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FRIDAY, May 13 (HealthDay News) -- Compared with a standard exercise regime, therapeutic climbing offers patients with chronic low back pain superior benefits in terms of perceived health and physical functioning, according to a study published in the May 15 issue of Spine.
Kai Engbert, Ph.D., and Michaela Weber, from the Technical University Munich in Germany, investigated the physical and psychological effects of therapeutic climbing, and assessed whether it was comparable or superior to other forms of exercise for patients with chronic low back pain. A cohort of 28 patients underwent a four-week therapeutic climbing or standard exercise regime, including four guided training sessions per week. Patients completed questionnaires before and after the program assessing their physical and mental well-being.
The investigators found that there was no difference before or after the treatments in pain-related disability measured by the Hannover Functional Ability Questionnaire. For the Short Form-36 (SF-36), significant improvements were seen in two of eight subscales for therapeutic climbing, and in one subscale for standard exercise. According to the SF-36 physical functioning and general health perception subscales, significantly larger improvements were seen in the therapeutic climbing group.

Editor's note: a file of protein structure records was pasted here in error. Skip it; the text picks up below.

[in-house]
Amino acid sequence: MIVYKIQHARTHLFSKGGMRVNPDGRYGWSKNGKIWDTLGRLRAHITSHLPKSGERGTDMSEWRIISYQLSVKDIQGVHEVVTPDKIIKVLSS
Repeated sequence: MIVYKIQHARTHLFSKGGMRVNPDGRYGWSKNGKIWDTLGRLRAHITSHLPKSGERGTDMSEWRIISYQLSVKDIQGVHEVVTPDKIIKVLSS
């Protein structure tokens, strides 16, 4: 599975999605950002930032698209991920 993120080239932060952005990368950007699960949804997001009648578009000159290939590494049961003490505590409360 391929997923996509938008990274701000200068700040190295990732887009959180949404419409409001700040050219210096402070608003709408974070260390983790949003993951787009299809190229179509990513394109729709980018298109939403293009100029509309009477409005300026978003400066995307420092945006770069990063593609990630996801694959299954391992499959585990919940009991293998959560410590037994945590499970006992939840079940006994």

"This finding demonstrates that therapeutic climbing is equivalent and partly superior to standard exercise therapy for patients with chronic low back pain," the authors write.
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